Catalonia

Peaceful people

The past few days have been very interesting in our home of six months. On Sunday we watched in horror as the Spanish national police violently beat people who were attempting to vote. These people were not provoking the officers. Yet they were attacked. I posted a brief message on Sunday about this. Hoping that the world was watching.

What was interesting was that even when the people were attacked they still did not become violent themselves. They kept calm. They just wanted to vote.

On Monday Catalunya announced the decision to have a general strike on Tuesday 3 October in response and to denounce the police violence inflicted on Sunday.

So, yesterday we watched the news and social media to see what was happening around us. We had thought about going into Sitges to see first-hand but after seeing the news of roads being blocked we decided that it wasn’t our place to be there.

Crowds gathered in peaceful marches in Sitges, in Barcelona and in towns, villages and cities throughout Catalunya. Marching, chanting, singing, dancing. Showing solidarity against the violence of Sunday.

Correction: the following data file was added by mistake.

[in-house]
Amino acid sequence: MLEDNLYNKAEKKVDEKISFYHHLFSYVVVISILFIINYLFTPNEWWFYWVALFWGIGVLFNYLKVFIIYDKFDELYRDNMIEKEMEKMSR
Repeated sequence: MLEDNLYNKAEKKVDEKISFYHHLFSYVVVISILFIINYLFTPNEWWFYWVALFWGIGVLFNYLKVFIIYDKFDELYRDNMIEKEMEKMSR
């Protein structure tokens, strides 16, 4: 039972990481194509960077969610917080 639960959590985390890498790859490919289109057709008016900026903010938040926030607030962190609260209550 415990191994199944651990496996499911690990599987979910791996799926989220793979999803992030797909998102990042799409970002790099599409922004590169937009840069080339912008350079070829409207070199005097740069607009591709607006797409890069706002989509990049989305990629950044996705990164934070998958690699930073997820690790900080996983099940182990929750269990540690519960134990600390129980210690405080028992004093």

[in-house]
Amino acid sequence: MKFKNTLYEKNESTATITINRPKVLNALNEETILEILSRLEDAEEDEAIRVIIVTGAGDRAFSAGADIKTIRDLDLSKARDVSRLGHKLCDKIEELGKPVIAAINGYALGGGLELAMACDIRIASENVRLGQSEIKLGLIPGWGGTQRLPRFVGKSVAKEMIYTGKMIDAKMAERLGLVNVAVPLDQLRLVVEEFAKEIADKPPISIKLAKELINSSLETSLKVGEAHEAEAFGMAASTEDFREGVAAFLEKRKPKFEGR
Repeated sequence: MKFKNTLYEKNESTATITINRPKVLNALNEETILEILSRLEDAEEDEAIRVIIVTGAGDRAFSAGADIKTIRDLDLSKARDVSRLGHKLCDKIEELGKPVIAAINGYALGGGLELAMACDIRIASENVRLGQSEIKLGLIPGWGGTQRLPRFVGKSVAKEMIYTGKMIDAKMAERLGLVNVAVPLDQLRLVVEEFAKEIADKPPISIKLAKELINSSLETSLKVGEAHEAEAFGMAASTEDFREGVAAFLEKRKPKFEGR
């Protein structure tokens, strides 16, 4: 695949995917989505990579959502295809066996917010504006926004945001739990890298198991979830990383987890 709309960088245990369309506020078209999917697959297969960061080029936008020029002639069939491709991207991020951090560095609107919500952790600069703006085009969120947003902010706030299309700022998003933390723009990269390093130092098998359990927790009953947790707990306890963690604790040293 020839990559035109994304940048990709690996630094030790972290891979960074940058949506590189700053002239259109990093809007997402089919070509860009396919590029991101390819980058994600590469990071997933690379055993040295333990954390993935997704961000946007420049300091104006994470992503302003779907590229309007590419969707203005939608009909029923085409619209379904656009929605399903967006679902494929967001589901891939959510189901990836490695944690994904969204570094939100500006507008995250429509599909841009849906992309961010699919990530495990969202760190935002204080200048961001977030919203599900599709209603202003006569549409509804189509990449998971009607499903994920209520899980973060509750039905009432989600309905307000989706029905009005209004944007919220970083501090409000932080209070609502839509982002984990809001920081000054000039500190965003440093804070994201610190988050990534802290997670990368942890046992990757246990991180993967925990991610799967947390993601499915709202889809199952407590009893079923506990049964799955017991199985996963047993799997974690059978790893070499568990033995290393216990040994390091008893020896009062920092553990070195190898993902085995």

I used the word peaceful both in Monday’s blog, “The Right to Vote” and again here. This is something that struck both Bob and me as we have been watching this. The people have remained peaceful. If one person got upset then those around him reminded him to calm down.  It’s sad to say but if this had been back home in the United States this would have escalated into more violence. We’ve seen it so many times. Businesses would have been vandalized or even looted. Thankfully that didn’t happen here.

The #CatalanReferendum story is far from over. Spain does not want Catalunya to become independent. Many of the Catalan people do not want that either. What needs to happen is open dialogue. The story is truly just starting in many ways.

 

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